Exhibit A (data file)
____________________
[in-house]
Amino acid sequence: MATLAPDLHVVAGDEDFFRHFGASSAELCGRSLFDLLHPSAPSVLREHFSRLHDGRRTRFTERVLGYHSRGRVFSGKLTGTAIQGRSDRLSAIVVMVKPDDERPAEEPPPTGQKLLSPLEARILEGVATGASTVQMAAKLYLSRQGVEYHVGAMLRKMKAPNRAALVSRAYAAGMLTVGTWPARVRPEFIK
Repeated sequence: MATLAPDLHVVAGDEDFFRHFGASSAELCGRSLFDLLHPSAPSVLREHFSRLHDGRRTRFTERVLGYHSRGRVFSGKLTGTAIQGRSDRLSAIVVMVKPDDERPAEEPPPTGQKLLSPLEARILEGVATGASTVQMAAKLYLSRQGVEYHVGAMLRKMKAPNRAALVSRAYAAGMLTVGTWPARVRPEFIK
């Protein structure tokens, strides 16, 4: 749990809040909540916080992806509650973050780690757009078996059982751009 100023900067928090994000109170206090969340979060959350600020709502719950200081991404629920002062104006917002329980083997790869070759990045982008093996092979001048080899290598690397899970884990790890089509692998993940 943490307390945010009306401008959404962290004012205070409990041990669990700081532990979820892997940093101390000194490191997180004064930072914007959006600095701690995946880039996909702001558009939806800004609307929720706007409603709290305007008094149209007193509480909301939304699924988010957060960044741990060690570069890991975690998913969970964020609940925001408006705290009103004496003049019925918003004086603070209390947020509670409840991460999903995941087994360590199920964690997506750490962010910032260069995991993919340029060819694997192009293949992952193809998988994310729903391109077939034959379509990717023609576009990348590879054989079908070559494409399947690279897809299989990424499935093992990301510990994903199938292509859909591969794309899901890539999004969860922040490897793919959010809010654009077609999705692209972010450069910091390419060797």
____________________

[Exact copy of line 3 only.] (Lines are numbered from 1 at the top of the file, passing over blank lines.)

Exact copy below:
Repeated sequence: MATLAPDLHVVAGDEDFFRHFGASSAELCGRSLFDLLHPSAPSVLREHFSRLHDGRRTRFTERVLGYHSRGRVFSGKLTGTAIQGRSDRLSAIVVMVKPDDERPAEEPPPTGQKLLSPLEARILEGVATGASTVQMAAKLYLSRQGVEYHVGAMLRKMKAPNRAALVSRAYAAGMLTVGTWPARVRPEFIK